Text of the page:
Bridge projects are due on Monday, June 6th.  Students will be presenting these to each other in small groups next week.  Please let me know if you need materials or support – edingus@pps.net

We will be taking two more field trips this year – a walking field trip to Berkeley Park with our kindergarten buddies on Monday June 6th and a tour of the waterfront and a few bridges in downtown on June 7th.   I am still looking for chaperones for both trips – let me know if you are interested.   Please return your permission slips as soon as possible!!

Our book swap is this Friday and as of today, we have no books to swap!  Please take a moment to check your shelves for any books that you are willing to trade out for new ones.

Finally, at the end of the last day of school, our class will be having a small reflection celebration with a slideshow and some treats.  Feel free to come join us at 2:15 next Thursday for our closing celebration!

Thank you for everything!

-Ms. Elissa & Mr. Tristan

Graphic Novel & Audiobook Recommendations

K-3 at the Library May 2016 masthead
Here comes summer!
In this issue, we’ve suggested books for your students to read and listen to this summer. We’ve also included information about the library’s Summer Reading programming, as well as a new early literacy app for parents.
Bow-Wow's Nightmare Neighbors book cover Fishfishfish book cover Treat book cover
Graphic novel recommendations for grades K-1
Here are some graphic novel book recommendations just in time for summer! Graphic novels are a great choice for reluctant readers since they really motivate kids to read. They can also help struggling readers and English language learners because the illustrations provide contextual cues to help them decode the text.
Bow-Wow’s Nightmare Neighbors by Mark Newgarden and Megan Montague Cash
In this spooky wordless comic, a dog deals with ghostly feline neighbors who steal his bed. Sequel to Bow-Wow Bugs a Bug.
Fishfishfish by Lee Nordling and Meritxell Bosch
Three stories (little fish, big fish, school of fish) appear on every page of this mostly wordless book. Read them individually, or read all three together to get the full story.
Treat by Mary Sullivan
A dog spends his whole day begging for treats in this book with only one word (treat). Changing fonts and punctuation help students read with expression. This title is a companion to Ball, a Theodor Seuss Geisel award honor book.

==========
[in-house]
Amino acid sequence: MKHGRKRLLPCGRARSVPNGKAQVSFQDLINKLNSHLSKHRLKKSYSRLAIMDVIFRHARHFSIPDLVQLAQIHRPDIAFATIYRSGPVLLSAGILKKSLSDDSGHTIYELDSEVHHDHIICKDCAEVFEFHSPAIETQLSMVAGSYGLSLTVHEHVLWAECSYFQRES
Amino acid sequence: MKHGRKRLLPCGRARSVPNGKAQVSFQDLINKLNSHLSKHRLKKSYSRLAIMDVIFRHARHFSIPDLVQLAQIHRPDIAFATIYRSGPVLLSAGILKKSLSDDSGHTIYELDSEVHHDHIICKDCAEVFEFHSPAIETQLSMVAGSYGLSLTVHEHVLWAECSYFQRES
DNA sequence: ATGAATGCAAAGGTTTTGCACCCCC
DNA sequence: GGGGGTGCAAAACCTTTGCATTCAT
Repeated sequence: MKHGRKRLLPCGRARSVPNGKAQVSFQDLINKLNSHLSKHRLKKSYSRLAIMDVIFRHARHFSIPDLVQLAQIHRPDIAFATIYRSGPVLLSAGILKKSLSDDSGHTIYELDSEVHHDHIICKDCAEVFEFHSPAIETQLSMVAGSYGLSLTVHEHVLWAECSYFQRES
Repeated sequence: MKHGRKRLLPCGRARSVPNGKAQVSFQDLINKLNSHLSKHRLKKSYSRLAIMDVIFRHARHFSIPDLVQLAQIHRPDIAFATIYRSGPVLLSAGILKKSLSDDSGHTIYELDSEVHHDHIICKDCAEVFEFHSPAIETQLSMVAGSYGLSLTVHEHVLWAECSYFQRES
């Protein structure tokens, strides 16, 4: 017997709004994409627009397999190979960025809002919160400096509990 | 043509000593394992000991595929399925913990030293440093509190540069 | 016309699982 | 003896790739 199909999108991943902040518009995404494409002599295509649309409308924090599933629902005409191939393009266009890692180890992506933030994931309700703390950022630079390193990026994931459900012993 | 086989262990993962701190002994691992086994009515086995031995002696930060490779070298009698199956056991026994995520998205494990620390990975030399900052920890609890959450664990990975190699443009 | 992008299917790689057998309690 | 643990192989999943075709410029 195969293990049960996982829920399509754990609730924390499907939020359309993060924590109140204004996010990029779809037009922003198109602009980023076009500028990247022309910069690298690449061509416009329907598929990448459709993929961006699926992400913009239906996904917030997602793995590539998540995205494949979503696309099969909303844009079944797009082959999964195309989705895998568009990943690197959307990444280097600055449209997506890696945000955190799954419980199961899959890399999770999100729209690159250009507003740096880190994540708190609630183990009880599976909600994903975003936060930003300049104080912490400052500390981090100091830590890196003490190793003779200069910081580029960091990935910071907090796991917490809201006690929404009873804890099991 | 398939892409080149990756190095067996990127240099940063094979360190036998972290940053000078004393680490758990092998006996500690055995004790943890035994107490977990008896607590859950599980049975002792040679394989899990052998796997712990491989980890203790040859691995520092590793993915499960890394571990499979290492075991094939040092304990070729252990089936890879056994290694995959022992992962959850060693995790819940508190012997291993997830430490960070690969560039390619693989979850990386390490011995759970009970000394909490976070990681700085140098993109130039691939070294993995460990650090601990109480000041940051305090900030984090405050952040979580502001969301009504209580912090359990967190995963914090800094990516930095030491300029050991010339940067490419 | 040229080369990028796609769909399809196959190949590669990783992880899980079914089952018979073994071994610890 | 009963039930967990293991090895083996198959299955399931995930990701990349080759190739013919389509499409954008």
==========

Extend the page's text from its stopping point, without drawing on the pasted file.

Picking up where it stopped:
We Dig Worms! by Kevin McCloskey
Did you know that worms can sense light through their skin? Or that some can grow up to 10 feet long? Find out more worm facts in this nonfiction graphic novel; if you enjoy it, don’t miss McCloskey’s latest, The Real Poop on Pigeons.
The Zoo Box by Ariel Cohn and Aron Nels Steinke
Local creators Cohn and Steinke share a story of two siblings who find a magic box full of live animals in their attic. Following them, they discover a zoo where animals are the visitors and humans are the displays! 
Visit our Graphic Novels for K-3 list for more suggestions.
We Dig Worms book cover Zoo Box book cover
Benjamin Bear in Brain Storms March Grand Prix Flop to the Top
Graphic novel recommendations for grades 2-3
Benjamin Bear in Brain Storms! by Philippe Coudray
This third volume of the Benjamin Bear one-page comics uses science, math and logic to get silly.
March Hare loves driving his car fast most of all, but in this combo of tales, he learns that helping people and sportsmanship are part of race car driving, too. High octane speed-racing tales, featuring diagrams of both cars and apple tarts, from the author of Jellaby
Flop to the Top! by Eleanor Davis and Drew Weing
Wanda longs to be a social media superstar, but she’s forced to take a backseat to her dog Wilbur, whose viral image on social media turns him into a canine celebrity. Wanda is envious until she learns that being a fan has some perks, too. By the creator of Stinky
Little Robot by Ben Hatke
A young girl befriends a little robot, fresh out of the box, and they set off to explore the world together. Her know-how helps him defeat an evil finder-bot, and her handiness with a wrench repairs any mechanical injuries Little Robot and his robot pals sustain. 
The Great Pet Escape by Victoria Jamieson